Rand Paul has taken a calculated and necessary stand on the otherwise narrow, and occasionally popular position amongst the Upper Middle Class, of vaccines. As a Doctor, and Constitutionalist, he has the unique identity to strike a proper tone as being something more than a drug agent for Big Pharma.
The Anti-Vaxxer Coalition has the marks of a potentially Traditionalist network, as they reject the perceived wisdom of the Technocrats. Generally, they see the goblin in Big Pharma.
The world of the 1950s accepted that we were not all equal, and that a grand goal (e.g. eliminating polio) might cost a few lives, a few eggs broken (these are Beyond Left and Right positions) but the great goal was worth it. The Classical Liberal would just argue that so long as one can sue for unlimited damages, then such a system could function (of course, regulatory capture, and far worse, insures the otherwise.)
For the paleo, it is pointless to speak to the Vaxxers on their terms, but as metaphysicians, both groups have elements that might begin to understand that it is in their interest to make the connection, that Amnesty, Easy Travel, Increased Immigration and so forth is incompatible with the Anti-Vaxxer position.
There are laws on the book—being completely ignored—that prevent those with communicable diseases, or those coming from a region with a communicable disease—from easy entry.
The argument is twofold: The State (which includes Big Pharma) has an interest in more “customers” and has a diabolical interest in raising the fear of Third World disease and presenting “technology” as a defense.
On the other front, one cannot let in millions of foreigners from every part of the globe and expect those populations who refuse vaccines to thrive or find safety in their gated communities or rural enclaves.
Rand Paul, and really, the anti-Vaxxers should thus be challenged on that front.
In 2001/2002, it was popular in Illuminati Watch circles to suggest the New England Patriots (professional American football) won the Super Bowl as part of a propaganda program.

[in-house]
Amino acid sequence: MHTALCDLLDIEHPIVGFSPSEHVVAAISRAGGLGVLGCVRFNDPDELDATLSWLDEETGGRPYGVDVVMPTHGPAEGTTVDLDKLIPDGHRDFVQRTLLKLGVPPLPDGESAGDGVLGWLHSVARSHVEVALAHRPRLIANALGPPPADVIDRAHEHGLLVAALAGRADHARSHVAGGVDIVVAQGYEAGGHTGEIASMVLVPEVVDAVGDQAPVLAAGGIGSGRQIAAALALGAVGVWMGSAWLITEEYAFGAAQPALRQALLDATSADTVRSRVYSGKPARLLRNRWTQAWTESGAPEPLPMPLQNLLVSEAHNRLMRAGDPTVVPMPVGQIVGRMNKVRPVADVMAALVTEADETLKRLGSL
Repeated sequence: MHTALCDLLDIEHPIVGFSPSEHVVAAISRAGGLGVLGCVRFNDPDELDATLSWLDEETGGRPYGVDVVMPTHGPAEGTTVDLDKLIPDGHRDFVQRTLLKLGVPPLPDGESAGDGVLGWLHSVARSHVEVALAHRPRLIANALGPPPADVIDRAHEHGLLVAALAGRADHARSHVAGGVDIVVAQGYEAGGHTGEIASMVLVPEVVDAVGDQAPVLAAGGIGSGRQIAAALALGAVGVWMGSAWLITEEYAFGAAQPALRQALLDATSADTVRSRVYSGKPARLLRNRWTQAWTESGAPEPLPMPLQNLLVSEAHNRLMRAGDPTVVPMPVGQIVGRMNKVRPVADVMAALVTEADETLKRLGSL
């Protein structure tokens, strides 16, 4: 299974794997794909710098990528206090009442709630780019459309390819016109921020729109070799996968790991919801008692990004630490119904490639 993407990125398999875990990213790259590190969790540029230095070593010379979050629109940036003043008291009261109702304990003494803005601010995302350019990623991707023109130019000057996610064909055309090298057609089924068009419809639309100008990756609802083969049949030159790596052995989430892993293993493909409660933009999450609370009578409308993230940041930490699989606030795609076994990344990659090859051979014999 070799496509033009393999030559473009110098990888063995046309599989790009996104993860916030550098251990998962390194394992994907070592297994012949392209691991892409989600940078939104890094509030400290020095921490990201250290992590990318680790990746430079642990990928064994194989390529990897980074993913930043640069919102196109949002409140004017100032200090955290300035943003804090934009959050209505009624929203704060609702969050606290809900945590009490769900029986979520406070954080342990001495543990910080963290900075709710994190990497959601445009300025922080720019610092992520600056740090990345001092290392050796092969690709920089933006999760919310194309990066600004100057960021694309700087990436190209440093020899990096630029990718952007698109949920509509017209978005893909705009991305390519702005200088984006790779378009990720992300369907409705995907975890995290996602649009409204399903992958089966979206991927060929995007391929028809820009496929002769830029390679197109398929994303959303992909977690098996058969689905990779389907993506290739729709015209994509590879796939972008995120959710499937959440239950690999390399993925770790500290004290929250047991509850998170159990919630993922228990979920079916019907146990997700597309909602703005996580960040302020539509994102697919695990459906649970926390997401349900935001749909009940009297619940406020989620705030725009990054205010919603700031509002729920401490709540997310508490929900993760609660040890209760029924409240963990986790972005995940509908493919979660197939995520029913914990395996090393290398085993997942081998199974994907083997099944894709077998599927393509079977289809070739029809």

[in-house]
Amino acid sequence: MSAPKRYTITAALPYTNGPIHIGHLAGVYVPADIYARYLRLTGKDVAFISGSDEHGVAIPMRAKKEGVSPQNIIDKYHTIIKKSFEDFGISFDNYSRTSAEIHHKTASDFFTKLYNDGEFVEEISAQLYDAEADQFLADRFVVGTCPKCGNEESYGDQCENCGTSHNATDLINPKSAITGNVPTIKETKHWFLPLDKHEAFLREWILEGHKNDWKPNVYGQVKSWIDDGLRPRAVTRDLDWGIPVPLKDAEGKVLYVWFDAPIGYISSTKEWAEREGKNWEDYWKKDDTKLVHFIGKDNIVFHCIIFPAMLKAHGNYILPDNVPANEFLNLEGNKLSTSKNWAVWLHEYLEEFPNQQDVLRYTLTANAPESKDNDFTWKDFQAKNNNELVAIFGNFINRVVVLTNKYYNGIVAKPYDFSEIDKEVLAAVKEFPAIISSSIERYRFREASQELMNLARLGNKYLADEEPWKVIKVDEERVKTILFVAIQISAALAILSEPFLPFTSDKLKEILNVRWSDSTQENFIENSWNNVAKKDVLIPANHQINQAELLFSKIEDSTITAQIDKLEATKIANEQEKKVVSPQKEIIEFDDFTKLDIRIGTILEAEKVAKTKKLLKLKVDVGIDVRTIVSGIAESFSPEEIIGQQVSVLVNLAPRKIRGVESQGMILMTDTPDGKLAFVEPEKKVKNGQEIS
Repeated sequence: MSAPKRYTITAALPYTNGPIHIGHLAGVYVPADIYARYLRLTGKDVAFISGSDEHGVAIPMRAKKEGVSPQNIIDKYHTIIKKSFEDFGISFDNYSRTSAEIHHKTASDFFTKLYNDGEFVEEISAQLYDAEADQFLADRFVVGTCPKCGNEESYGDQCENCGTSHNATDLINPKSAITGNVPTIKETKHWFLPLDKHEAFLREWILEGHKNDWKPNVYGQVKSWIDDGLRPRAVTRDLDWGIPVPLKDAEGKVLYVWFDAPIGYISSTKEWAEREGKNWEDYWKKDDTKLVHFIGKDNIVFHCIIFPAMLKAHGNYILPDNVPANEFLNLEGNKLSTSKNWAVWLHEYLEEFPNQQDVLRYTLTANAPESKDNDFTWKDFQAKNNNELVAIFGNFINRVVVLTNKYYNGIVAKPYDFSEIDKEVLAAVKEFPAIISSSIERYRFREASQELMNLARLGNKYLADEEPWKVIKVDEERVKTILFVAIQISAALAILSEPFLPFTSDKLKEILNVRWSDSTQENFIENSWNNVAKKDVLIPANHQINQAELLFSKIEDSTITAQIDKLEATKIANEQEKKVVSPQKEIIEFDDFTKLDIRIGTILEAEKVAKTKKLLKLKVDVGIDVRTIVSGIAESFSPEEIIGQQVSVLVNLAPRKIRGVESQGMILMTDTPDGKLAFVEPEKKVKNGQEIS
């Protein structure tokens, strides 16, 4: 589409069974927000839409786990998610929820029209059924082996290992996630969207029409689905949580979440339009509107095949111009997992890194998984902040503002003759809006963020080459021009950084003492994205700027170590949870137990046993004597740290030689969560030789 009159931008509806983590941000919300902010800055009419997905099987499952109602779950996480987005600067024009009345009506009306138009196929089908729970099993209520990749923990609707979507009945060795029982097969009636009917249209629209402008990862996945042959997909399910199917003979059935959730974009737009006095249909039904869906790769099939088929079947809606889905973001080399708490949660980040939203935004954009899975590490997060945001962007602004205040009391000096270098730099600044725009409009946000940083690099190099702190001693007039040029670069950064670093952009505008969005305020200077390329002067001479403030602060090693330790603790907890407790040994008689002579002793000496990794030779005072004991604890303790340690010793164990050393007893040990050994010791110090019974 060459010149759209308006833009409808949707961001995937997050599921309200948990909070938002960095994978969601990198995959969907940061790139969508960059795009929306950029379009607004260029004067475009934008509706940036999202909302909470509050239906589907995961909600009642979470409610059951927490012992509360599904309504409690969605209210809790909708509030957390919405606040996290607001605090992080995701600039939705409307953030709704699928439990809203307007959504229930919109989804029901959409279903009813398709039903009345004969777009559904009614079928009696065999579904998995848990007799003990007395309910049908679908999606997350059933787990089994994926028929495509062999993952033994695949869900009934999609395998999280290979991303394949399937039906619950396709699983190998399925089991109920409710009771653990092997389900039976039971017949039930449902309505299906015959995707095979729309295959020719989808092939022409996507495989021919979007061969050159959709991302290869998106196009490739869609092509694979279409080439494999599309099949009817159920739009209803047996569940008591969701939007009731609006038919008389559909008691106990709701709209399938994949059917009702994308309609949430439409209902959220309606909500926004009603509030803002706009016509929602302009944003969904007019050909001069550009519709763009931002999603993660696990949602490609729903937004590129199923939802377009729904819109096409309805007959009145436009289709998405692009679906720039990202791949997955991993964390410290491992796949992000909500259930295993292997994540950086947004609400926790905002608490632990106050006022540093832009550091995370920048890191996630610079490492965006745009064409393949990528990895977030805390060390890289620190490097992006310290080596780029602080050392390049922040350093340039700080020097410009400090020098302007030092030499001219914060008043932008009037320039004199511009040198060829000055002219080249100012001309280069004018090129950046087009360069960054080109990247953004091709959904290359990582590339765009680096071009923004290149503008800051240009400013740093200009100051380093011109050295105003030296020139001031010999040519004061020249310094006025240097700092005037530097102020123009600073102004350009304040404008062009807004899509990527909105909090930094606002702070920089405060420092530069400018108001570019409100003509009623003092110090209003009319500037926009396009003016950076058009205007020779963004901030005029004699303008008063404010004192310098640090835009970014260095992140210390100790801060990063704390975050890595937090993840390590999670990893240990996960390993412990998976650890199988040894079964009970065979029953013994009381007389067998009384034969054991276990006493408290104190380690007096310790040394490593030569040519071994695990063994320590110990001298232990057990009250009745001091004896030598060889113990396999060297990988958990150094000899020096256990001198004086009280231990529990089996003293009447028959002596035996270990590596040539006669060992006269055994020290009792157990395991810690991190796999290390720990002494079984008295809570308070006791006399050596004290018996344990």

These years later, my loathing for Roger Goodall and the NFL has grown. The National Football League (a non-profit corporation) was the only institution with the power to challenge the investigation into the death of Pat Tillman, and the nature of the reporting of his death–a second death, as managed by the Bush Administration. In pursuit of tax payer dollars for new stadiums, the NFL stood down, took their 30 pieces of silver, and even worse, capitalized on Tillman’s unique form of patriotism–a warrior-poet, if ever there was one in our degraded times.
I was captured–that part of the frontal lobe that is attracted to violence–by professional football on television at an early age. I love the New England Patriots as an institution. I love the lore and former players, the fans and the years of memories, heartache, and triumph. They exist outside the league and sport they play in.
I am reminded by the heat Scott Hall and Kevin Nash generated when they formed the NWO in WCW–when Hogan did his famous heel turn. For the first few weeks after that, the heat was so real, not seen since the Freebirds, or maybe Chris Adams and Gino Hernandez against the von Erichs; but in time, Scott Hall, Nash, Hogan–they tapped into the emerging anti-hero vibe that defined the grunge generation of the 1990s–Cobain’s fellow agists. Within a few months, it was good to be bad–for better or worse.
Our world always reminds us Inflation good (Aaron Rogers), Deflation bad–thank you Federal Reserve.
Tom Brady and Bill Belicheck are the bad guys.
They are my Bad Guys. And may they bring the NFL down.
For our paleos in France:
Twelve years ago, Walter Jones was a subject of mockery in paleo circles. His blatant Franco smears (“Freedom Fries”) led me to purchase only French wine for a Christmas dinner party I was hosting in simpler times. For years after, I only served French wine, and when going to a party where a gift of wine was the norm, I brought French wine (plus, the price was great.)
In time, Walter Jones would quietly, without much fanfare, change his tune. While the Congressman of a military district, he regretted supporting the traitor war in Iraq and wrote personal letters asking for forgiveness to each family that lost a member.
The neocons/traitorcons have tried to defeat him in primaries, but they cannot do it.
Walter Jones doesn’t rest there, on a version of sentimentality in a lost cause. Walter Jones is leading the Congressional battle, in league with a decent Democrat in Stephen Lynch (MA), to release the redacted 9/11 documents that presume to describe the Saudi Connection.
With the current sex scandal aimed at the Clintons in the news, this one is aimed at the Bushies, and lots of unsavory people, as well as the good guys, want to see these pages.
God’s Speed, Walter Jones.